Anticipating Transitional Justice and National Reconciliation

Language: 
English
Sent On: 
Tue, 2014-06-17
Year: 
2014
Newsletter Number: 
22

President al-Sisi has been elected, and everyone wonders what will be next. Will he continue the crackdown on the Muslim Brotherhood, as indicated? What does it mean that the Salafi Nour Party is backing him? Is al-Sisi an Islamist-of-sorts himself as some claimed? Is he a dictator in the making as others believe? Does his presidency herald a coming liberal era?

For these answers one must wait and see. But beyond the obvious divide that exists in Egypt lies one reality: The constitution obliges parliament to issue a law on transitional justice in its first session. Having suffered – or celebrated – the fall of two presidents in three years, political frustrations exist among many. Far beyond frustrations, many are dead due to political violence. Few have been held accountable.

Transitional justice promises much; in theory and often in international practice it leads to national reconciliation. Will it in Egypt?

Again, one must wait and see. But ‘Adil Mājid, vice-president of the Egyptian Court of Cassation and an honorary professor of law at the UK’s Durham University, is a man with a vision. In July 2013 he wrote an article putting forward the requirements of national reconciliation at a time the concept was first discussed after the fall of Mursī.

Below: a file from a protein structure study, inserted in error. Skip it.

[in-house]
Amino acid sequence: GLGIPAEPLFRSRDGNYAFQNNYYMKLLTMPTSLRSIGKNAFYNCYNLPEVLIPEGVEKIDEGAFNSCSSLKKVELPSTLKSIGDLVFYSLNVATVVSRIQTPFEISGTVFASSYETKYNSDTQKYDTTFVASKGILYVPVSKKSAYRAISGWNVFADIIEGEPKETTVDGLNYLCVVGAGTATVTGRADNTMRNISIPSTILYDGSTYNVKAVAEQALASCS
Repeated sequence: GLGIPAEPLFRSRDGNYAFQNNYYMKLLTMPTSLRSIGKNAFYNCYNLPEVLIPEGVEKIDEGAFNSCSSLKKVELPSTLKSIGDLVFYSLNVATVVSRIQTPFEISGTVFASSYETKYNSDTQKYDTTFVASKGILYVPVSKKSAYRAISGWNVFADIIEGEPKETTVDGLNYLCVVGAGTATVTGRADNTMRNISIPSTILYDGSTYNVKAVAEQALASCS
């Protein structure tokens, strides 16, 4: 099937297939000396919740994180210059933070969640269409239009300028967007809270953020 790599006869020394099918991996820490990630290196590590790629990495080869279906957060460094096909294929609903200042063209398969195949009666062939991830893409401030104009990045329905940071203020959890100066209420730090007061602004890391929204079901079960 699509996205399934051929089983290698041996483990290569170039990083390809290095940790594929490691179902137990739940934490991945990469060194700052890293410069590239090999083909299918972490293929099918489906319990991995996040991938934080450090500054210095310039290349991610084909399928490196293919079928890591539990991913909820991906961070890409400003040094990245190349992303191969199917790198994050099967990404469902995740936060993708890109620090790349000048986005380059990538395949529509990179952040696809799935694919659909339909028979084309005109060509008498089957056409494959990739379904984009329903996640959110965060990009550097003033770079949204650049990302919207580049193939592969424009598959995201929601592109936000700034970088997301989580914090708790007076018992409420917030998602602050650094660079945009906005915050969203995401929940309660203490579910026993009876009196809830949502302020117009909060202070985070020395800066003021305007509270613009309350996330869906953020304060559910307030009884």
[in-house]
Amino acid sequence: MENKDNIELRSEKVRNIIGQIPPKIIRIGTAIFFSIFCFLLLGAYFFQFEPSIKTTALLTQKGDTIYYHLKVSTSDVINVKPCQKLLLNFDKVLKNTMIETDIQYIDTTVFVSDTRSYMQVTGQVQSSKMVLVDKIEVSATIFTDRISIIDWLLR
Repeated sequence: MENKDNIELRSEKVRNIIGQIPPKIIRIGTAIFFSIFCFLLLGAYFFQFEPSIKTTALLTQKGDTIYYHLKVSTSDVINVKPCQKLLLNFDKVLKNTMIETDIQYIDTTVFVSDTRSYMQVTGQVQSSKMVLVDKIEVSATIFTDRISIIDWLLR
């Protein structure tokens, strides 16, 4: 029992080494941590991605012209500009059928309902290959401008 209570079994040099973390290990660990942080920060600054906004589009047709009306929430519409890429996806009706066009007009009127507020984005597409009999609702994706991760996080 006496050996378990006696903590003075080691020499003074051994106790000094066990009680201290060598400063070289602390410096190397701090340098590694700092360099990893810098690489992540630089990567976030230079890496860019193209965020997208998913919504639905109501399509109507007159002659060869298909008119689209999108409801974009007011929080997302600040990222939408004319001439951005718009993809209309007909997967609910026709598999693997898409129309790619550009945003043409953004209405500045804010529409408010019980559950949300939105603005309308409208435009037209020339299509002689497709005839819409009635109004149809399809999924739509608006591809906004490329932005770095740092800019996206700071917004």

Arab West Report has translated his article here.

A year later, Mājid is very critical of early efforts, but is hopeful that with a new president and coming parliament, the groundwork is better laid. Though obstacles remain, in an interview with AWR he described his hope for transitional justice given current realities, in the framework of his earlier article.

This vision is given here.

Of course, even worthy endeavors like transitional justice and national reconciliation can be employed for less than worthy ends. Mājid is well aware of this possibility. But in answering the questions posed above about the Muslim Brotherhood, Islamism, dictatorship, and a liberal era, a key indicator to watch will be how it is used, worthily or otherwise. Will it heal the nation, or hurt it further?

Please read the linked reports for indications from a respected expert. Then watch carefully, and judge accordingly. Justice and reconciliation are concepts to be respected, necessary for the well-being of any nation. May they be pursued with truth and transparency.

 

Jayson Casper,

Researcher AWR